Once you have recorded an image you can visualise it with another sotware named hamfax written by Christof Schmitt, DH1CS, which is part of Debian distribution. You can install it using:
$ sudo apt-get install hamfax
Launch hamfax and click on the “Receive / Recevoir” tab at the top and make sure the “receive from audio peripheral” option is selected. Note that my installation of hamfax is in french, english text should be easily understood.
Hamfax main screen
Hamfax main screen
Open the audio file recorded with for exemple VLC and start playing it back. Monitor the audio level received by hamfax in the horizontal sub-window, and adjust the audio mixer such that the level is as high as possible but below continuous saturation. It can happen that your audio mixer is set to a low level for the gqrx output. Adjust it before you start recording.
Hamfax start/stop
Hamfax start/stop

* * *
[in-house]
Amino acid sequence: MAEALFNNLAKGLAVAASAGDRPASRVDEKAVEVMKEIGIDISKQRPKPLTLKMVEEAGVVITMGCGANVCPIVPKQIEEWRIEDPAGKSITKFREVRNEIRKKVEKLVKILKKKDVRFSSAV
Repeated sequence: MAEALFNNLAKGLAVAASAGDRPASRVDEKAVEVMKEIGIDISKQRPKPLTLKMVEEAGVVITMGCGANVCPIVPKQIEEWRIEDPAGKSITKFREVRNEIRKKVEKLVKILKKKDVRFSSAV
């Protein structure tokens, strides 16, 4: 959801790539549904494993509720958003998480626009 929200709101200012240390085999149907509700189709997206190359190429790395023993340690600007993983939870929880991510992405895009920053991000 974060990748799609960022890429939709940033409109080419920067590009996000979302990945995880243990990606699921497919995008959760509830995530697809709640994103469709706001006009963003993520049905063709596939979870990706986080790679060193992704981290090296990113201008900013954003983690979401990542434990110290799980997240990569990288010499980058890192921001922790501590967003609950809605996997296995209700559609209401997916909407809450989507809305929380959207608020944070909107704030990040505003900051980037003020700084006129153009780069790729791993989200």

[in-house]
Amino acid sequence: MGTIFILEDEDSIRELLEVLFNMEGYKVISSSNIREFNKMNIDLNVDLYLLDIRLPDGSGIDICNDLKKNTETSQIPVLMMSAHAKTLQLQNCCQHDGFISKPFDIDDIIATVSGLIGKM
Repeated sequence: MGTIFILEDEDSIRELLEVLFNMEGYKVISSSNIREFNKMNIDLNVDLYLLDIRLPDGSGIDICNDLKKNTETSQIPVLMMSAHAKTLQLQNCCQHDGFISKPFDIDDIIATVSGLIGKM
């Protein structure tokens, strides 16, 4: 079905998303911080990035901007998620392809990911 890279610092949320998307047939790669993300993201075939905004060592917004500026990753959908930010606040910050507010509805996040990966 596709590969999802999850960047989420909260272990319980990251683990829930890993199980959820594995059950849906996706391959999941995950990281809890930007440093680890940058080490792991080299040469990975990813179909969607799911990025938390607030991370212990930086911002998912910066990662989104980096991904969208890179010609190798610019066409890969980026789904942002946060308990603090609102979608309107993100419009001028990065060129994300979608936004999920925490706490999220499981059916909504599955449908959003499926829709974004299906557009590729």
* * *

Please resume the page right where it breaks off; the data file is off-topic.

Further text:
If for any reason hamfax did not start decoding the picture, it is most likely that you started to late recording the audio signal from gqrx and missed the syncronisation phase. The image is not all lost, it may just be truncated at the beginning! Just restart playing it back and use the “Skip/Annuler” button to launch the decoding without waiting the APT and Synchronisation phase.
Once the image is complete (it takes about 12 minutes) use the“Skip/Annuler” button to stop hamfax. The screen will most likely look like below:
Hamfax decoded image
Hamfax decoded image
To correct the image slant use the “Image” menu and its correct slant option. After that you may still have to correct the position of the beginning of the lines, again with the appropriate option of the “Image” menu.
The result should look like below:
Hamfax slant corrected image